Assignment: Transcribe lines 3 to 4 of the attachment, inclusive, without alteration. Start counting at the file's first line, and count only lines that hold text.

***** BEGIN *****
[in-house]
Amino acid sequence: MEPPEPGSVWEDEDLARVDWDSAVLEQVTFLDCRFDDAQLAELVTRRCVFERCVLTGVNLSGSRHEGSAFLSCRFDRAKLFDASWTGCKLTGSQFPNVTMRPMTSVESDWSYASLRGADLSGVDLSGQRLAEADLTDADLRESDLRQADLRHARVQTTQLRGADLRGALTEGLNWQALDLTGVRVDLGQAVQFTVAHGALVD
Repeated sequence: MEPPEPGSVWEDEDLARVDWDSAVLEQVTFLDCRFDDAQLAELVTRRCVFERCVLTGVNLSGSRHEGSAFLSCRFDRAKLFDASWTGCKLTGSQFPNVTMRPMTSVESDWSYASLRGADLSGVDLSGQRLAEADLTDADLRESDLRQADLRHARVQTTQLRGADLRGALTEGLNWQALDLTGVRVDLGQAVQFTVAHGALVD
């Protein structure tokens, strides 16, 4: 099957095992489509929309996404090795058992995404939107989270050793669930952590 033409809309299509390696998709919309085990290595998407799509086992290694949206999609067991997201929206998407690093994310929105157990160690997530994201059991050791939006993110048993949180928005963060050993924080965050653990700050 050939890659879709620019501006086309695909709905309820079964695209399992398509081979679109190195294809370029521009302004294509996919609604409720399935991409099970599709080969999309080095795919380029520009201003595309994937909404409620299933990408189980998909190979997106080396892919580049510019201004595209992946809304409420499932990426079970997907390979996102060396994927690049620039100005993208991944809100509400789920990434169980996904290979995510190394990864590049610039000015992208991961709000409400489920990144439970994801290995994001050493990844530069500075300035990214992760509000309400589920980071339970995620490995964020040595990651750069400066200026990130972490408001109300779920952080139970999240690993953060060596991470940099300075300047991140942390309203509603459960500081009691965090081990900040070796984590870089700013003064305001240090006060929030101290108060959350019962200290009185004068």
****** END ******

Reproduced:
Repeated sequence: MEPPEPGSVWEDEDLARVDWDSAVLEQVTFLDCRFDDAQLAELVTRRCVFERCVLTGVNLSGSRHEGSAFLSCRFDRAKLFDASWTGCKLTGSQFPNVTMRPMTSVESDWSYASLRGADLSGVDLSGQRLAEADLTDADLRESDLRQADLRHARVQTTQLRGADLRGALTEGLNWQALDLTGVRVDLGQAVQFTVAHGALVD
């Protein structure tokens, strides 16, 4: 099957095992489509929309996404090795058992995404939107989270050793669930952590 033409809309299509390696998709919309085990290595998407799509086992290694949206999609067991997201929206998407690093994310929105157990160690997530994201059991050791939006993110048993949180928005963060050993924080965050653990700050 050939890659879709620019501006086309695909709905309820079964695209399992398509081979679109190195294809370029521009302004294509996919609604409720399935991409099970599709080969999309080095795919380029520009201003595309994937909404409620299933990408189980998909190979997106080396892919580049510019201004595209992946809304409420499932990426079970997907390979996102060396994927690049620039100005993208991944809100509400789920990434169980996904290979995510190394990864590049610039000015992208991961709000409400489920990144439970994801290995994001050493990844530069500075300035990214992760509000309400589920980071339970995620490995964020040595990651750069400066200026990130972490408001109300779920952080139970999240690993953060060596991470940099300075300047991140942390309203509603459960500081009691965090081990900040070796984590870089700013003064305001240090006060929030101290108060959350019962200290009185004068």